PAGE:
Bold ideas and critical thoughts on science.

Glaucia Souza on the introduction of BioFuels in Sao Paulo and all over Brazil, her activities at BIOEN and the transfer of technologies for more sustainable forms of mobility into practice.

The impact of bioenergy research

Bioenergy production (liquid biofuels for long haul transportation, for instance) and use has come to be seen as an essential component of our energy matrix and it must be expanded if we are to avoid climate change [1]. It is the only available option for fossil fuels substitution for a large sector of our economies.

Countries across the world struggle to reach their GHG reduction emission targets. In this regard, there are lessons to be learned from the scientific and technological advances observed in Brazil. A Largely renewable energy matrix allowed for using not much of its land resources and accompanied of avoided CO2 emissions that in twenty years correspond to the planting of 4 billion trees.

Bioenergy in Brazil: a success story

There is no country in the world with a population over 60 million people that has an energy matrix with more than 40% renewables. Dedicating itself to develop modern agricultural landscapes, Brazil was able to achieve a 42.9% renewable share of its total energy (more than double of the global average) and an 82% renewable share of its electricity using biomass and hydroelectricity (Empresa de Pesquisa Energética EPE, 2018).

The key component of this achievement is sugarcane ethanol and sugarcane bioelectricity which are produced alongside sugar, a long-standing traditional product of the country.

In 2018, the share of ethanol in the fuel matrix used by light vehicles reached 50.2% in gasoline equivalent, the highest in history. Additionally, bioelectricity produced from sugarcane bagasse contributed to 17% of electricity consumption [2].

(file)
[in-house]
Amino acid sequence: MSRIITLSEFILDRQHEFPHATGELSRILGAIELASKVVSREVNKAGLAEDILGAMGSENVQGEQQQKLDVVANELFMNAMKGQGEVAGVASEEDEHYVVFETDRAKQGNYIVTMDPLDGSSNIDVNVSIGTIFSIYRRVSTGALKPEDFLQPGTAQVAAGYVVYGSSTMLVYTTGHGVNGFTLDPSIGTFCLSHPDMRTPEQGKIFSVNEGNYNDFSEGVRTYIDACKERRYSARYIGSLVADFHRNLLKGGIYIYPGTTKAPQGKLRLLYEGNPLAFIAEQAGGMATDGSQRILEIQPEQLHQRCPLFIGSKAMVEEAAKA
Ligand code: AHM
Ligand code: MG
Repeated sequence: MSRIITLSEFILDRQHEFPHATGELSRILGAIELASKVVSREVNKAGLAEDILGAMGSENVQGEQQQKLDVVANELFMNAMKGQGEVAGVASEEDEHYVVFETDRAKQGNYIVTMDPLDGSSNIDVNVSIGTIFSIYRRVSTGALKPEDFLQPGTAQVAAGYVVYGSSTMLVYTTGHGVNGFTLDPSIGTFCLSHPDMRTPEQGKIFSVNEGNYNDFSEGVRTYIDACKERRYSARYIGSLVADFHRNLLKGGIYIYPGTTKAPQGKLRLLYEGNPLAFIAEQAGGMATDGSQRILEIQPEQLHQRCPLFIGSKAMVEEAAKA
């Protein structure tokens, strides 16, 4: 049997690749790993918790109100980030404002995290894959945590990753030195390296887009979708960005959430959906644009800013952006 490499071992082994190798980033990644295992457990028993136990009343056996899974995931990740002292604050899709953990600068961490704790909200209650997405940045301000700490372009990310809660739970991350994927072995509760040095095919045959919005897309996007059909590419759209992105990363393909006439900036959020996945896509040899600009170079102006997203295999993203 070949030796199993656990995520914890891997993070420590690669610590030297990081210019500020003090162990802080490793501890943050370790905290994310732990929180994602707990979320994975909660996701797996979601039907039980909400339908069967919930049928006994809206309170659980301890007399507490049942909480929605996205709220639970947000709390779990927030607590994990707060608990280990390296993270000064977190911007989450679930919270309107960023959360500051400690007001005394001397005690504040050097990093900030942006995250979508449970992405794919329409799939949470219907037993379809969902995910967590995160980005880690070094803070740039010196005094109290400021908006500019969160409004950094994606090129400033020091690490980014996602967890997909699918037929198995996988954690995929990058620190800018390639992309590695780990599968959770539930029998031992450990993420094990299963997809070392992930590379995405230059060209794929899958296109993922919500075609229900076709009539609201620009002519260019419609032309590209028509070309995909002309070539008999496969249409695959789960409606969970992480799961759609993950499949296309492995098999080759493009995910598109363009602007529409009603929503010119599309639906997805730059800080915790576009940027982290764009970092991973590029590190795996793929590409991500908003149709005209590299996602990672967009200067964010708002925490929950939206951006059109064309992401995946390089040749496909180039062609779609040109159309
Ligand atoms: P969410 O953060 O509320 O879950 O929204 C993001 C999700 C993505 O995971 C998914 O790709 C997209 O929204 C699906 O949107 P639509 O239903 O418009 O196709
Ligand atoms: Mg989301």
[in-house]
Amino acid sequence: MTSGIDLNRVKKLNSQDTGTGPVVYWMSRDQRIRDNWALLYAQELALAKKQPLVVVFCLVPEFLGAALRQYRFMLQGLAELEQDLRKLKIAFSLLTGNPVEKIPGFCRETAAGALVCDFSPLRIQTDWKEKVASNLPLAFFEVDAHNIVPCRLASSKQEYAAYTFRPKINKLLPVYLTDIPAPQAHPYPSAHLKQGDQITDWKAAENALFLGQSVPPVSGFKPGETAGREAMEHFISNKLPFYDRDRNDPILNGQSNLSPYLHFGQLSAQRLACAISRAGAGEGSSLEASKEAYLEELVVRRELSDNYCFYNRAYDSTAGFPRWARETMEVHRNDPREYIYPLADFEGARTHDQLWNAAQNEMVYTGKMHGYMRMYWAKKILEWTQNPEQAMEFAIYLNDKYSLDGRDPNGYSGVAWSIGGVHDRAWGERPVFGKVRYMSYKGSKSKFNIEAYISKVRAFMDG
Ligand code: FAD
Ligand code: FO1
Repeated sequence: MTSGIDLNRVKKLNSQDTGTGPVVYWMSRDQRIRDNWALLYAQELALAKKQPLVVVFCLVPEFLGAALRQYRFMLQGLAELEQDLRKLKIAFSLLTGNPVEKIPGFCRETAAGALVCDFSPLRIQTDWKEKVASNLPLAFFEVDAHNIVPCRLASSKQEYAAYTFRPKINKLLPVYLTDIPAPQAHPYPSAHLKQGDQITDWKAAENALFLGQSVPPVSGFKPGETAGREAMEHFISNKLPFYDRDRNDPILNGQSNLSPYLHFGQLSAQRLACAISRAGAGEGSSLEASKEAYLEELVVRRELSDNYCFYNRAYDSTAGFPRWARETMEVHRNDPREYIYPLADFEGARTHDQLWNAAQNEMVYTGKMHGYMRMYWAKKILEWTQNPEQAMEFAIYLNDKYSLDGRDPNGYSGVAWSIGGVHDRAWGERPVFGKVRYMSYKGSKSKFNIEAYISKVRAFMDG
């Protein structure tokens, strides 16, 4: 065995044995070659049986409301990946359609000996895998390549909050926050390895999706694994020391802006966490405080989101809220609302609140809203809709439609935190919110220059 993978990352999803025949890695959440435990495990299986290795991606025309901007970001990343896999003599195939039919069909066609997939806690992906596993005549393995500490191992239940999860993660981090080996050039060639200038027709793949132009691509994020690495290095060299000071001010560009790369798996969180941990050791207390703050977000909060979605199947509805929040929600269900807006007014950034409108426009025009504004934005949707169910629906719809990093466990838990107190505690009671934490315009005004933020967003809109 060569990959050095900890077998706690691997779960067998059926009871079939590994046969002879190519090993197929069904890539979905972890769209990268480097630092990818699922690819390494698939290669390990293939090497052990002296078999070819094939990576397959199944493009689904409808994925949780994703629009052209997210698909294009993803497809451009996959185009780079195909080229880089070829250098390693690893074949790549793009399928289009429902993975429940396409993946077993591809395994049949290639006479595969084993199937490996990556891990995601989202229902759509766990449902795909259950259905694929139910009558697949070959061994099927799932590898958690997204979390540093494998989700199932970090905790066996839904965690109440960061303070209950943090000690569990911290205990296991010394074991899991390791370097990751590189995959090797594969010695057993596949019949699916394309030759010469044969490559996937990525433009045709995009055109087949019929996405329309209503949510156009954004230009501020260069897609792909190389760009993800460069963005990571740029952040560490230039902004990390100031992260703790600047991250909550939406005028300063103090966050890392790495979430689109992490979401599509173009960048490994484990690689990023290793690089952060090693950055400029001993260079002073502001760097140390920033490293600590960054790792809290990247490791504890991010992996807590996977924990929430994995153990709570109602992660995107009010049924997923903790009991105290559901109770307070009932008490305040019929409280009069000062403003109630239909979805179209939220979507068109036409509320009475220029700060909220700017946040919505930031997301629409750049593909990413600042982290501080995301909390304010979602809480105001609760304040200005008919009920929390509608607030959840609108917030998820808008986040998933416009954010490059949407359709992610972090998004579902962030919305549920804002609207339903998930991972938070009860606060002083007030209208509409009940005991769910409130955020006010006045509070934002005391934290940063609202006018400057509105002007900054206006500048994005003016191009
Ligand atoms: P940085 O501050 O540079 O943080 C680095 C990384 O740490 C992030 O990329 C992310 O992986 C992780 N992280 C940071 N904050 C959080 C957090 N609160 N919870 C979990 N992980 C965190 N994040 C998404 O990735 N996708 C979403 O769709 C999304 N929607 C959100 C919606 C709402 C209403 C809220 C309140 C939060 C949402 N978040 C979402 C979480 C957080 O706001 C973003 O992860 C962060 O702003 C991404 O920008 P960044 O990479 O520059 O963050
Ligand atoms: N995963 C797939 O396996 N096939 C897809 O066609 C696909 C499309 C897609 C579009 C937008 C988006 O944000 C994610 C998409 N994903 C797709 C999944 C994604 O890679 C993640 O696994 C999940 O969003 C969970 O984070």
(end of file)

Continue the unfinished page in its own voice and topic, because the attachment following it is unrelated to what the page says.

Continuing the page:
It is very hard and costly to develop the infrastructure needed for electric vehicles. There are estimates that hundreds of billions of dollars are being spent by some nations. But Brazil was able to phase-out completely the use of pure gasoline with the adoption of a blend that is now set at 27% ethanol mixed and sold in all stations of the country and with the development of flex-fuel engines that can run on either gasoline or 100% ethanol.

There was a learning curve to reach this economically competitive bioeconomy that took profit of the robust science and technology community of the South East of the country, specially the State of São Paulo [3].

If the State of São Paulo in Brazil were a country it would be among the most populous nations in Europe (Instituto Brasileiro de Geografia e Estatística IBGE, 2018). With a population of 44 million people it is close in population to Spain and many-fold larger than The Netherlands, Belgium, Sweden and Portugal. If it were a country it would also be the world’s largest producer of sugarcane.